My last experience of a business expo was the Business Show at ExCel. As I mentioned in my May newsletter, I found that interesting but rather over-large and overwhelming — I needed a map to find my way around, and the dozen or more seminars going on at the same time were often directly competing in volume. I made some interesting contacts, but it wasn’t easy to cope with.
On 4th July, however, I went to this year’s Hertfordshire Business Expo, at the Alban Arena in St Albans, and found it much friendlier and more manageable. There were plenty of stands (71 according to the programme — I didn’t personally count them) but there was time to visit a good proportion of them and have a chat, whether or not there was any direct prospect of selling.
And that, I think, marked the biggest difference with the Business Show, more than size or busyness. At the Excel, it seemed as if a large proportion of the exhibitors were only interested in talking if they could sell you something. There were exceptions, and I did make some good contacts there as well as maintaining existing ones, but that was the overall impression.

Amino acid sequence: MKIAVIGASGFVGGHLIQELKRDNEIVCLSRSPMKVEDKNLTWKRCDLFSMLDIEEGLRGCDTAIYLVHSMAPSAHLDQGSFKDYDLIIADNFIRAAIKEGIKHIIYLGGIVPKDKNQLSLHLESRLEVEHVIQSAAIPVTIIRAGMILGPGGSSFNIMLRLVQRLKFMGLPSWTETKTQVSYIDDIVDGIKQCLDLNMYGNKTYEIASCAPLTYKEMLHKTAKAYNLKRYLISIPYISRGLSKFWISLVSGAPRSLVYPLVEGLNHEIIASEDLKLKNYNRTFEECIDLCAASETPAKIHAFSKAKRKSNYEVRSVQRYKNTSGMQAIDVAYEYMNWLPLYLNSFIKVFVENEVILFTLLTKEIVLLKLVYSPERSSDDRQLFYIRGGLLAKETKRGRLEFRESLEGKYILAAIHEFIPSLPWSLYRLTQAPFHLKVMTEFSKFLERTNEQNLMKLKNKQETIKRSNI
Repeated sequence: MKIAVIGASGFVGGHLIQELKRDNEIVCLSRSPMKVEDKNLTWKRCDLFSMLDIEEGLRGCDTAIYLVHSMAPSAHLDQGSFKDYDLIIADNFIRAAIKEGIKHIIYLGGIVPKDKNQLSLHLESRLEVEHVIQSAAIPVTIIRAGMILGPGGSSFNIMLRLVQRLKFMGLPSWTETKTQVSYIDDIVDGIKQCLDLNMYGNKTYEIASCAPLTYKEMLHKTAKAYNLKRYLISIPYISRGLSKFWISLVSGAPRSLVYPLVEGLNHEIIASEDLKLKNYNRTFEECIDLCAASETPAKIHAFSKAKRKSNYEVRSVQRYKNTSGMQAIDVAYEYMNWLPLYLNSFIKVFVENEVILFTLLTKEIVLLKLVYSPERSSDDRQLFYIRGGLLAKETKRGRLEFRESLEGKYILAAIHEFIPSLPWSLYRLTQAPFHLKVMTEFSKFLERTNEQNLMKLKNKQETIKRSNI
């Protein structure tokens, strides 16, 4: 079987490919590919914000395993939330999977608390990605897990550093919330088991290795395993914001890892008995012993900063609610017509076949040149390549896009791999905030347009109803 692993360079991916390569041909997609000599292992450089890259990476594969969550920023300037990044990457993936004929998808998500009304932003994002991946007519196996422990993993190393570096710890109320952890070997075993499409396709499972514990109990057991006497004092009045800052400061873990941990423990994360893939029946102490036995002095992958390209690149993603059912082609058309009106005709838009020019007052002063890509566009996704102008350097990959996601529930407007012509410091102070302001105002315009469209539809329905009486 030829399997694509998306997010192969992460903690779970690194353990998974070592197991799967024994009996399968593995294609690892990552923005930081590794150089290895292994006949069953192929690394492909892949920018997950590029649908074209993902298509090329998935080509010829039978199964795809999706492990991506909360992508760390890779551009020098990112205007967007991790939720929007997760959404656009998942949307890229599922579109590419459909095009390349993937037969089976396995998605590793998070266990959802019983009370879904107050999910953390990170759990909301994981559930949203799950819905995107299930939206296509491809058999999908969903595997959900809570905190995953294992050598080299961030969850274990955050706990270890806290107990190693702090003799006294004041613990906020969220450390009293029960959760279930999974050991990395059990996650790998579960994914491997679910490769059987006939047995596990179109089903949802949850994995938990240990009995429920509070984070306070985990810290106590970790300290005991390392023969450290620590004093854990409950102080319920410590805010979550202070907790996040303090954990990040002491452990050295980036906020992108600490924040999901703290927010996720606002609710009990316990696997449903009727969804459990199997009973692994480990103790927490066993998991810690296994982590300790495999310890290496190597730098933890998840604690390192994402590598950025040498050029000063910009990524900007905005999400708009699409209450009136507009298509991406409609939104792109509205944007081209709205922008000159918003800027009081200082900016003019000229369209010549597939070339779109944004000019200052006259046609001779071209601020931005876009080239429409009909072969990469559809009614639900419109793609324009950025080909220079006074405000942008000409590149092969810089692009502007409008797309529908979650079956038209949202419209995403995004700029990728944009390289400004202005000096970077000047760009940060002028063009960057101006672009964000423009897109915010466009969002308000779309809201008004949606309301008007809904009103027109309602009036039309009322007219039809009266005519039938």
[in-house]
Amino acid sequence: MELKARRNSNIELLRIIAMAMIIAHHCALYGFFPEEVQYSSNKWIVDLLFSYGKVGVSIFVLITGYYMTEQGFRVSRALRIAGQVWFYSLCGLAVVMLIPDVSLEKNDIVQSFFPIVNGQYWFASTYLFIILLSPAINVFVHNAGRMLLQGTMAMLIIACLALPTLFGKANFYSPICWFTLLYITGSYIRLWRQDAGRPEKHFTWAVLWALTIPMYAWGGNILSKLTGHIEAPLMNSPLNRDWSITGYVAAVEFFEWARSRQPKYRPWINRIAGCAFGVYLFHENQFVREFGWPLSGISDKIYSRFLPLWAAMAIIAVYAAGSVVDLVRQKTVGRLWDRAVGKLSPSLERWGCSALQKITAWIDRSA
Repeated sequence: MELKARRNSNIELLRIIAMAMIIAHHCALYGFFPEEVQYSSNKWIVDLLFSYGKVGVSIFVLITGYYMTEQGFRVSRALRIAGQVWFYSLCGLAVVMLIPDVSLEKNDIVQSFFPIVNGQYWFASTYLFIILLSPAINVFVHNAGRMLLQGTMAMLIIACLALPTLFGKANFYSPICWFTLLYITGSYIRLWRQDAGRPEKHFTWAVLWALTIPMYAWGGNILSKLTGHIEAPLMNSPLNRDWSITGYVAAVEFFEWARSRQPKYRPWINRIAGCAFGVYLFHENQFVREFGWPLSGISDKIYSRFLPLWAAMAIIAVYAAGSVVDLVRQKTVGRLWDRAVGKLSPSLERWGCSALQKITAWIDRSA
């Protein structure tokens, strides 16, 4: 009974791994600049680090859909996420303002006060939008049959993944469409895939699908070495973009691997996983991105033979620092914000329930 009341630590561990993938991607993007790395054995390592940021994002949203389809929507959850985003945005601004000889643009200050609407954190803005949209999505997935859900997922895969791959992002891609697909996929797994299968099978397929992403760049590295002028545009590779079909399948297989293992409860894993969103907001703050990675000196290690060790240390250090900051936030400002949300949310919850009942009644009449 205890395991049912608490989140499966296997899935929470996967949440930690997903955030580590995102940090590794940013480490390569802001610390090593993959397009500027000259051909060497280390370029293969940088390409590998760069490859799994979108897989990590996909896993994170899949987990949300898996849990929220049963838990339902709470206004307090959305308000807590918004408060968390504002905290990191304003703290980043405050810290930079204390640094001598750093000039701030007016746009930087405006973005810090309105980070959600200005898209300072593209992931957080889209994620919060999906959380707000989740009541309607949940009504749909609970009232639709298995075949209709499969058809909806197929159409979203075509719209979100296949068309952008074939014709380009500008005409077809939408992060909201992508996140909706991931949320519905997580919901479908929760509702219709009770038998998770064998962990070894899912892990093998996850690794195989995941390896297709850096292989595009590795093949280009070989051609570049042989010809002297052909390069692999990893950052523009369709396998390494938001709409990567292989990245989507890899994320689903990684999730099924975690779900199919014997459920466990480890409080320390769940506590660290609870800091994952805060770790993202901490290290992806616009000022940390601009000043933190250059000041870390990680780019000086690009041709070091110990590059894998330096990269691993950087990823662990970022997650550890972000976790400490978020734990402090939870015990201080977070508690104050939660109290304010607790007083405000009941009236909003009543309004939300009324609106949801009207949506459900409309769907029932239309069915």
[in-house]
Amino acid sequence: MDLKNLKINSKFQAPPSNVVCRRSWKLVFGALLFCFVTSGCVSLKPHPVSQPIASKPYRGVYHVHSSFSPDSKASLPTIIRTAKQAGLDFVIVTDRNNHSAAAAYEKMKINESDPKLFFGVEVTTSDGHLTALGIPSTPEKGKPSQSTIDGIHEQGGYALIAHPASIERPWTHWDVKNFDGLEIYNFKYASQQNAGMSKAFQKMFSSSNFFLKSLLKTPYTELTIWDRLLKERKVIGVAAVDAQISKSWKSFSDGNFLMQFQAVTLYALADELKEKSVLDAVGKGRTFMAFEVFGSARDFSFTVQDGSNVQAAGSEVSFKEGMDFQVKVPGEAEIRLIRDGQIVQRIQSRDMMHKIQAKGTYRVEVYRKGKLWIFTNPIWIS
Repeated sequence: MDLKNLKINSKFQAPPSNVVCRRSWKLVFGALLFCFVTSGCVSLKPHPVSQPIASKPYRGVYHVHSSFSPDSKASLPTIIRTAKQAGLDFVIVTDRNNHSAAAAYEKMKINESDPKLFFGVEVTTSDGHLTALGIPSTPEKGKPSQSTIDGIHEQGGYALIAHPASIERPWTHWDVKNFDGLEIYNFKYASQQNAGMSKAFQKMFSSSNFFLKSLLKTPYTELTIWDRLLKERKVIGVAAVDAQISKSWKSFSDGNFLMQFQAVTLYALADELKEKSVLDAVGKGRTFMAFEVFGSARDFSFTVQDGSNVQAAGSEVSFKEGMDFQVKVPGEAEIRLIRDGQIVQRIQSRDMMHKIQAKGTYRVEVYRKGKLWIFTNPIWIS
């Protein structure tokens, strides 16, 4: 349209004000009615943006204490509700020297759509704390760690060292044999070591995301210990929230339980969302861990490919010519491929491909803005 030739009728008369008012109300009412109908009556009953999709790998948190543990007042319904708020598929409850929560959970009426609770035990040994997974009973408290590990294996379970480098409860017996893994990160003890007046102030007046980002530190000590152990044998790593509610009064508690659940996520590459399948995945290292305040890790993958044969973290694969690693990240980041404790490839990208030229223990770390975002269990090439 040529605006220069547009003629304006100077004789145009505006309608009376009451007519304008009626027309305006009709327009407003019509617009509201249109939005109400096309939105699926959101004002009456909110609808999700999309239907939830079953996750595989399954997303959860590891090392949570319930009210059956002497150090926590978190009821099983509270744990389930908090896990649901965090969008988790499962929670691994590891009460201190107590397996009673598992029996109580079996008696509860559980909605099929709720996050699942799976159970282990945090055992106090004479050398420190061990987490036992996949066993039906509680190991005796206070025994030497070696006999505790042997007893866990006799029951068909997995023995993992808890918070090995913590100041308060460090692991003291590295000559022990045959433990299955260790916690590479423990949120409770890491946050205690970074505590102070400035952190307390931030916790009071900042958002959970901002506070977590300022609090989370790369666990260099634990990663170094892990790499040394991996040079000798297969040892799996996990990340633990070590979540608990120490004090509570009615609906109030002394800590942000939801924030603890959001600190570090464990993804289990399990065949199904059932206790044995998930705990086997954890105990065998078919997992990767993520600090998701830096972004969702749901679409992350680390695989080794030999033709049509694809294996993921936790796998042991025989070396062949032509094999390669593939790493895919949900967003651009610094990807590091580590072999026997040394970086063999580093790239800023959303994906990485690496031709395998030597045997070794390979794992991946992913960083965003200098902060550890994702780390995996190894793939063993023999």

Of course, no-one pays for a stand at an expo and takes a day out of work unless they think it’s going to pay for itself in new business, but there are different ways of going about this. Most of the exhibitors I spoke to seemed interested in making connections, rather than straight-up selling.
There were three seminars during the day, and I attended two of them: an introduction to business planning from Mel Hilbrown of STANTA and a talk on managing cashflow by Chris Wallace of Visionary Accountants. Both were excellent. Much of what they covered wasn’t new to me, but both are topics worth revisiting regularly, and there were new tips and recent changes.
One area where the Herts Expo won out over the Business Show (for me, at least) was the catering. Instead of franchises selling the likes of burger and chips for a tenner, there was an unpretentious stall selling good, cheap snacks and drinks. The one slight failing was the lack of a place to sit down, but there was plenty of room in the foyer to eat standing up.
All in all, my impression of the day was very favourable. I made a number of contacts that I hope may bear fruit down the line, as well as running into some familiar faces (including some that had previously just been virtually familiar), and the seminars were both useful and unstressful. I did miss out on the speed networking, but that was entirely my own fault — next time, I’ll book earlier.
And yes, I’ll definitely put this in my diary for 2017.